First Listen: Watkins Family Hour, 'Watkins Family Hour'

Watkins Family Hour's self-titled debut comes out July 24. (Courtesy of the artist)
Watkins Family Hour's self-titled debut comes out July 24. (Courtesy of the artist)

On one hand, there's nothing surprising about Watkins Family Hour. When seven incredibly talented musicians get together to make music in a world-class studio with a top-notch producer, it's no shock that the thing sounds good. What is surprising is how well the album's diverse cast works together — there's an innate sense of understanding among the players, of the variety that only comes after years spent working together.

Headed by siblings (and Nickel Creek alums) Sean and Sara Watkins, the Watkins Family Hour got its start as a monthly variety show in Los Angeles. For more than a decade, the Watkins siblings have created a sort of musical experiment: What happens when different musicians get together on stage and there's no script, no plan, for what they want to do? Musical guests in the past have included Jackson Browne, Dawes and Fiona Apple (who's also featured on the new album and will tour with the band this summer).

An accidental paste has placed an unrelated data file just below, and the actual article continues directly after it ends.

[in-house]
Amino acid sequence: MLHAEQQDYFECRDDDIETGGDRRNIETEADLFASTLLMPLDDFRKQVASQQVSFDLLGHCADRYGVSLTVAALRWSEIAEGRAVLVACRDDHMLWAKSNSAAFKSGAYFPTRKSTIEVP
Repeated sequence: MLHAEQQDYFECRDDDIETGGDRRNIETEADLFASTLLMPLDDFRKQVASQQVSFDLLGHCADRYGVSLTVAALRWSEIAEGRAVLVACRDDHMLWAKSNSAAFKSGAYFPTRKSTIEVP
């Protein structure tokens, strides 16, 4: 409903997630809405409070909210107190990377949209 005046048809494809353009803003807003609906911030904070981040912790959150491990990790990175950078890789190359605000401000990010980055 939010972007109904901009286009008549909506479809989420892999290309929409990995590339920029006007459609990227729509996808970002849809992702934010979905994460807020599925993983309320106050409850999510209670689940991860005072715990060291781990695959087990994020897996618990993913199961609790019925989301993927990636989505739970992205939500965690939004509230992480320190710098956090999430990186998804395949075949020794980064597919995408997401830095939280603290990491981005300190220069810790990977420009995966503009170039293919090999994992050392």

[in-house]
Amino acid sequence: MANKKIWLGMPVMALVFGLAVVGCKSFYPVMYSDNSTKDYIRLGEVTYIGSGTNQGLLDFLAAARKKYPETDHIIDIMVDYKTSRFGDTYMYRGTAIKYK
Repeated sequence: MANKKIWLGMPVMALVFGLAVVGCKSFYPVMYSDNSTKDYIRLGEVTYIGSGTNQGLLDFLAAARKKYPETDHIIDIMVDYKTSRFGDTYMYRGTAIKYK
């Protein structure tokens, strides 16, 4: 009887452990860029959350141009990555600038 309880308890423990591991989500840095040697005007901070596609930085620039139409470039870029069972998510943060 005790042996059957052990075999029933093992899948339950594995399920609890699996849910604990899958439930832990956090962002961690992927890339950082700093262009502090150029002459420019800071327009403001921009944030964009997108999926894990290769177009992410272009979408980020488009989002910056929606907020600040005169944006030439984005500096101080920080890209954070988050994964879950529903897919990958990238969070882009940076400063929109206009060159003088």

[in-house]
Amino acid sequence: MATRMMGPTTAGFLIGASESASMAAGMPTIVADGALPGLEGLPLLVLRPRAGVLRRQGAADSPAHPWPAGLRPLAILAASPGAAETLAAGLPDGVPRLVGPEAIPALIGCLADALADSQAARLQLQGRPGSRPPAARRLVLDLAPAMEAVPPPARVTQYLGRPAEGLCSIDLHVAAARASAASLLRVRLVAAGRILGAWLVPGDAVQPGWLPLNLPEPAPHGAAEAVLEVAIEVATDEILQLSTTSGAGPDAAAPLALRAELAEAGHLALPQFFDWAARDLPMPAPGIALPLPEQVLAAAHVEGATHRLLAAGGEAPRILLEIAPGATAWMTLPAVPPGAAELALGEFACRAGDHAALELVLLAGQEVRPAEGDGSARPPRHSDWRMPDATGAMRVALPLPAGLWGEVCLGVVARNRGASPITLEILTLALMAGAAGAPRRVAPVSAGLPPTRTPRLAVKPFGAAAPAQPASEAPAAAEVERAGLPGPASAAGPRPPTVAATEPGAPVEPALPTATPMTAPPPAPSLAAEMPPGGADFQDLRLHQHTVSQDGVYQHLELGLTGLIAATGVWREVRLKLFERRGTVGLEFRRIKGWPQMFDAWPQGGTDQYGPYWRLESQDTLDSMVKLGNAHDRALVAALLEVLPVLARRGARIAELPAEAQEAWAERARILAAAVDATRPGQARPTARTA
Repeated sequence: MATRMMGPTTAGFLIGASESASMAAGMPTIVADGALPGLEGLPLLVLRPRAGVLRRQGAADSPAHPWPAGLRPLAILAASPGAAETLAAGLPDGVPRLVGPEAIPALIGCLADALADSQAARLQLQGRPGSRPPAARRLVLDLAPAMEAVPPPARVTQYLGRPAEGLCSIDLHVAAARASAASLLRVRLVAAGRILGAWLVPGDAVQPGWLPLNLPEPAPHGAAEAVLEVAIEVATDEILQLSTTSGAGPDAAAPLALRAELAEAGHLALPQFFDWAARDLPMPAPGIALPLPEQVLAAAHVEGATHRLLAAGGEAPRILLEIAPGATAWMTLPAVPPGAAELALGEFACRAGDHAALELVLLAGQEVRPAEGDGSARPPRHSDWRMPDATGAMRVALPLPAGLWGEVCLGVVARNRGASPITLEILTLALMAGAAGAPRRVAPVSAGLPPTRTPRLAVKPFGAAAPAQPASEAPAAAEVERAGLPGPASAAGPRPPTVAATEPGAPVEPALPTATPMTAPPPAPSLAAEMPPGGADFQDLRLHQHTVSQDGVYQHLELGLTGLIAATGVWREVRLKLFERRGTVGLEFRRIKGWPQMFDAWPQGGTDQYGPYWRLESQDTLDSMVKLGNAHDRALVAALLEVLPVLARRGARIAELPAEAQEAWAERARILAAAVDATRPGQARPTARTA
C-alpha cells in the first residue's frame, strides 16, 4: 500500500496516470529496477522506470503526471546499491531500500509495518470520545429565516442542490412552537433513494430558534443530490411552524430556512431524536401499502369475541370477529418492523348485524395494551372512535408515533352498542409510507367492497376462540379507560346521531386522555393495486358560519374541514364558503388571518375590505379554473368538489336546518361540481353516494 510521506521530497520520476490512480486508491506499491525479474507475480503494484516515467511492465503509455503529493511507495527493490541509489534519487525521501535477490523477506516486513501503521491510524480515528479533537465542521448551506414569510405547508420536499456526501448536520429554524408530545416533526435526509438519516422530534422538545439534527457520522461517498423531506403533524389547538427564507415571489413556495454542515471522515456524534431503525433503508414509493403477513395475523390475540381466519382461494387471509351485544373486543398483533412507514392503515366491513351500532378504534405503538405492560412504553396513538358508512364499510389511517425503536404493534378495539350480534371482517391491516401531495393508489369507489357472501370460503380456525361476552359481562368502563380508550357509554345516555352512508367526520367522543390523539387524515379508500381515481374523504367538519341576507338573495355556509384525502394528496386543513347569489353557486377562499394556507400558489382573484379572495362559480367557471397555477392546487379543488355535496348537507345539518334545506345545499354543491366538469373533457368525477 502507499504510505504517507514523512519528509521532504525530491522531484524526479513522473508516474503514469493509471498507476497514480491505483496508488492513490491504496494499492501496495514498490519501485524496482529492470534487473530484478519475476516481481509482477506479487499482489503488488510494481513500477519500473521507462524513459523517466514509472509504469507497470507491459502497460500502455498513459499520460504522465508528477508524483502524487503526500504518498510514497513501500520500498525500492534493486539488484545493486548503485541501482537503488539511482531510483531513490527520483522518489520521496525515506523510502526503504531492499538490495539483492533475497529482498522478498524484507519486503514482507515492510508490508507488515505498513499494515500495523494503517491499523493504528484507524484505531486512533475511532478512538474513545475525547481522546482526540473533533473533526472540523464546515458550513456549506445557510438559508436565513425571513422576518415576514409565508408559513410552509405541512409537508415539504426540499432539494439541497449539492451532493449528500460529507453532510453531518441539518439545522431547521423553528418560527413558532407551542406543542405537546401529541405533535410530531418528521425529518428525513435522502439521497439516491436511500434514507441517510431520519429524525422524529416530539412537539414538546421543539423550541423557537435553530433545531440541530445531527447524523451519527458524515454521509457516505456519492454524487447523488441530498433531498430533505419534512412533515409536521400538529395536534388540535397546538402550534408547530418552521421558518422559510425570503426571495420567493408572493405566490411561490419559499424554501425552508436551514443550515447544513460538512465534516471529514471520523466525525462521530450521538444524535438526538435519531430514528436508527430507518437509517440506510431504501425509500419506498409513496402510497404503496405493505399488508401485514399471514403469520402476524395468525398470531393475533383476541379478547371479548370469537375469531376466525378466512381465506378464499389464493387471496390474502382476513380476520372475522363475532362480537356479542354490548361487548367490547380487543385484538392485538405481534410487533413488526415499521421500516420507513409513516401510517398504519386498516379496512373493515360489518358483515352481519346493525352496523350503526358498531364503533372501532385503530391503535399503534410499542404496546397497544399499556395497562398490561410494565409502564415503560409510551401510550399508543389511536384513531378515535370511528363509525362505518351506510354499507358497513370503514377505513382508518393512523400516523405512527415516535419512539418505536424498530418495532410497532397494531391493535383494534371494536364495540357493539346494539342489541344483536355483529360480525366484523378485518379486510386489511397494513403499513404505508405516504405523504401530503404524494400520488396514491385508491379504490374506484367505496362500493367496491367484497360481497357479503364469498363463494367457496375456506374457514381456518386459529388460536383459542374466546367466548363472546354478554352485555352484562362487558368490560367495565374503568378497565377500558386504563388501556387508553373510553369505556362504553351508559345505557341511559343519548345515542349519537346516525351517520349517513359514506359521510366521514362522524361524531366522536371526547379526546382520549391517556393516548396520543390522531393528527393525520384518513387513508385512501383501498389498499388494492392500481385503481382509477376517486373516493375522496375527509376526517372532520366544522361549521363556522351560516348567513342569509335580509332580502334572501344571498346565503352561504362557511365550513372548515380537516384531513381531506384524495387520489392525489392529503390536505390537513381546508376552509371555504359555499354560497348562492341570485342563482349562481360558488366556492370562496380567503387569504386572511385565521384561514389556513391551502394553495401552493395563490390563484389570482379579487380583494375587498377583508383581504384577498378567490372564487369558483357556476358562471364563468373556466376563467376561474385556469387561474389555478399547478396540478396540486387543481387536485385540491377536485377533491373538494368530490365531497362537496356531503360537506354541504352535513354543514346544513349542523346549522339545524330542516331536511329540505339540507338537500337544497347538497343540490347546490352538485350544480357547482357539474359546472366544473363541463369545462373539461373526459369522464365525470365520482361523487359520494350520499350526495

At the request of producer Sheldon Gomberg, the Watkinses decided to bring the show into the recording studio. So they invited Apple and the phenomenal players who'd become regulars — pedal steel and dobro player Greg Leisz, keyboardist Benmont Tench, drummer Don Heffington, bassist Sebastian Steinberg — to help turn their monthly variety show into something more permanent.

The songs on Watkins Family Hour, all covers, span a wide range of musical tastes. Each member of the band gets a turn as lead vocalist, which helps keep listeners engaged: Who'll sing next, and how will that sound? Besides that, each musician gets the chance to show off what can be done on his or her instrument. Check out the rollicking fiddle jam in the traditional "Hop High," and prepare to be blown away by Sara Watkins' remarkable vocal range at the same time — who knew she could sing like that? Or the gentle back-and-forth between Leisz's pedal steel and Tench's keyboard in the Roger Miller composition "Not In Nottingham." Lindsey Buckingham's "Steal Your Heart Away" provides another compact demonstration of what these musicians accomplish when they work together: They listen to each other, they pay attention to each other, and it's glorious.

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